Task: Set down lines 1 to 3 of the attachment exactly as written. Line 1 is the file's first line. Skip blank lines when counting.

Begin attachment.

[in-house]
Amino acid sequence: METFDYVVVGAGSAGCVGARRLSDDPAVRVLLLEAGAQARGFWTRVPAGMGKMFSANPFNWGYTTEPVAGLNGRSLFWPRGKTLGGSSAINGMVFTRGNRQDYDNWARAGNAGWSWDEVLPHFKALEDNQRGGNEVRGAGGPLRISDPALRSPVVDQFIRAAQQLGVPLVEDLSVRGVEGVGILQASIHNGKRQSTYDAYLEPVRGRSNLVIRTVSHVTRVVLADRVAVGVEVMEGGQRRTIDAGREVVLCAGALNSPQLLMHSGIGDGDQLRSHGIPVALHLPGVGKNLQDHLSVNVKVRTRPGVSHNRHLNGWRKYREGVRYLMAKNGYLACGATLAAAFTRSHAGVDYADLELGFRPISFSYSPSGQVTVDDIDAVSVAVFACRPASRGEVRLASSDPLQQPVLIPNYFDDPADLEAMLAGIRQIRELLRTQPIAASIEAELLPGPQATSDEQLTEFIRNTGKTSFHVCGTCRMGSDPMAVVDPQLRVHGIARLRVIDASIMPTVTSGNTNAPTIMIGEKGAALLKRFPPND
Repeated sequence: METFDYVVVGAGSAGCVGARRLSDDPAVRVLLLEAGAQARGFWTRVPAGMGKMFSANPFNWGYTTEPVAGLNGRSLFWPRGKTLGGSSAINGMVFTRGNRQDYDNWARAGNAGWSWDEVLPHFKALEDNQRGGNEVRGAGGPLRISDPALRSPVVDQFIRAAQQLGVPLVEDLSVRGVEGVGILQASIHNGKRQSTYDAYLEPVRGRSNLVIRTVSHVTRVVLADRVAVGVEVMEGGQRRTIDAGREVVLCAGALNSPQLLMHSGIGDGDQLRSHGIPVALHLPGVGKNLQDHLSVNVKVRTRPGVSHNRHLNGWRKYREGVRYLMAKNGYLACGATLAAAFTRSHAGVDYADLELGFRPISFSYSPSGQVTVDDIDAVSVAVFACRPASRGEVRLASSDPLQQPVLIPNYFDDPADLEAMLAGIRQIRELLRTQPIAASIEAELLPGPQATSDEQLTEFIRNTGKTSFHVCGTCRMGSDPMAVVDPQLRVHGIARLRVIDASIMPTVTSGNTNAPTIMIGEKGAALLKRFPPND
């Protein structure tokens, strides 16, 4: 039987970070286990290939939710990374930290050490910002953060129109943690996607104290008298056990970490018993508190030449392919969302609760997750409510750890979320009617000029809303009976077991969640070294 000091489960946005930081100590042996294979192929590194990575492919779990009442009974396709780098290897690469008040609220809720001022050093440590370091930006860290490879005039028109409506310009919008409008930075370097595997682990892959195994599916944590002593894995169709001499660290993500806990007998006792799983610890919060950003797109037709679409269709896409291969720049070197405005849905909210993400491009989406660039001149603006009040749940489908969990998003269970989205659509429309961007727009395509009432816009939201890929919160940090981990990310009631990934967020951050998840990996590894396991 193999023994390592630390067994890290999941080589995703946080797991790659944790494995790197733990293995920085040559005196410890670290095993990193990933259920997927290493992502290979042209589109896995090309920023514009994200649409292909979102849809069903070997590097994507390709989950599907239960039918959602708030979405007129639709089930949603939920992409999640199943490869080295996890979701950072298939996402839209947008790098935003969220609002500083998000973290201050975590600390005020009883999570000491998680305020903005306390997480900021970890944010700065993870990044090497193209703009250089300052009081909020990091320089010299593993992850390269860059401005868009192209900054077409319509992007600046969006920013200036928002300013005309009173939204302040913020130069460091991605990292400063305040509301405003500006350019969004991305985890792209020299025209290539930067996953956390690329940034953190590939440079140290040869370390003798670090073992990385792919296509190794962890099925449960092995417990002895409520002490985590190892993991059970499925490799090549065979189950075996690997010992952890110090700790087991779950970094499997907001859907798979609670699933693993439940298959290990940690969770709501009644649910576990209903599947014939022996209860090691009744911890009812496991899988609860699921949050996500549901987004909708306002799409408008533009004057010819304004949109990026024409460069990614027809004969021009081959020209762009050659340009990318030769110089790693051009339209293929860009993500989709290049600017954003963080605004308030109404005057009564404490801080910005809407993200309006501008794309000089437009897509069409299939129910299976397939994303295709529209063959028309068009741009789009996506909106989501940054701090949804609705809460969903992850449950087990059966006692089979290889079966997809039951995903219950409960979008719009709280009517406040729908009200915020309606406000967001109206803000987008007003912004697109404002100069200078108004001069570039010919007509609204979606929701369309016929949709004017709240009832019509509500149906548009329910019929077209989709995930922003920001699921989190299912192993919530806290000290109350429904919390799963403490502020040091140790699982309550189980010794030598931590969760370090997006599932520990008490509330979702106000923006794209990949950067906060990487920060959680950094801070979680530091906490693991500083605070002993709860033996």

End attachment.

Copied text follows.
[in-house]
Amino acid sequence: METFDYVVVGAGSAGCVGARRLSDDPAVRVLLLEAGAQARGFWTRVPAGMGKMFSANPFNWGYTTEPVAGLNGRSLFWPRGKTLGGSSAINGMVFTRGNRQDYDNWARAGNAGWSWDEVLPHFKALEDNQRGGNEVRGAGGPLRISDPALRSPVVDQFIRAAQQLGVPLVEDLSVRGVEGVGILQASIHNGKRQSTYDAYLEPVRGRSNLVIRTVSHVTRVVLADRVAVGVEVMEGGQRRTIDAGREVVLCAGALNSPQLLMHSGIGDGDQLRSHGIPVALHLPGVGKNLQDHLSVNVKVRTRPGVSHNRHLNGWRKYREGVRYLMAKNGYLACGATLAAAFTRSHAGVDYADLELGFRPISFSYSPSGQVTVDDIDAVSVAVFACRPASRGEVRLASSDPLQQPVLIPNYFDDPADLEAMLAGIRQIRELLRTQPIAASIEAELLPGPQATSDEQLTEFIRNTGKTSFHVCGTCRMGSDPMAVVDPQLRVHGIARLRVIDASIMPTVTSGNTNAPTIMIGEKGAALLKRFPPND
Repeated sequence: METFDYVVVGAGSAGCVGARRLSDDPAVRVLLLEAGAQARGFWTRVPAGMGKMFSANPFNWGYTTEPVAGLNGRSLFWPRGKTLGGSSAINGMVFTRGNRQDYDNWARAGNAGWSWDEVLPHFKALEDNQRGGNEVRGAGGPLRISDPALRSPVVDQFIRAAQQLGVPLVEDLSVRGVEGVGILQASIHNGKRQSTYDAYLEPVRGRSNLVIRTVSHVTRVVLADRVAVGVEVMEGGQRRTIDAGREVVLCAGALNSPQLLMHSGIGDGDQLRSHGIPVALHLPGVGKNLQDHLSVNVKVRTRPGVSHNRHLNGWRKYREGVRYLMAKNGYLACGATLAAAFTRSHAGVDYADLELGFRPISFSYSPSGQVTVDDIDAVSVAVFACRPASRGEVRLASSDPLQQPVLIPNYFDDPADLEAMLAGIRQIRELLRTQPIAASIEAELLPGPQATSDEQLTEFIRNTGKTSFHVCGTCRMGSDPMAVVDPQLRVHGIARLRVIDASIMPTVTSGNTNAPTIMIGEKGAALLKRFPPND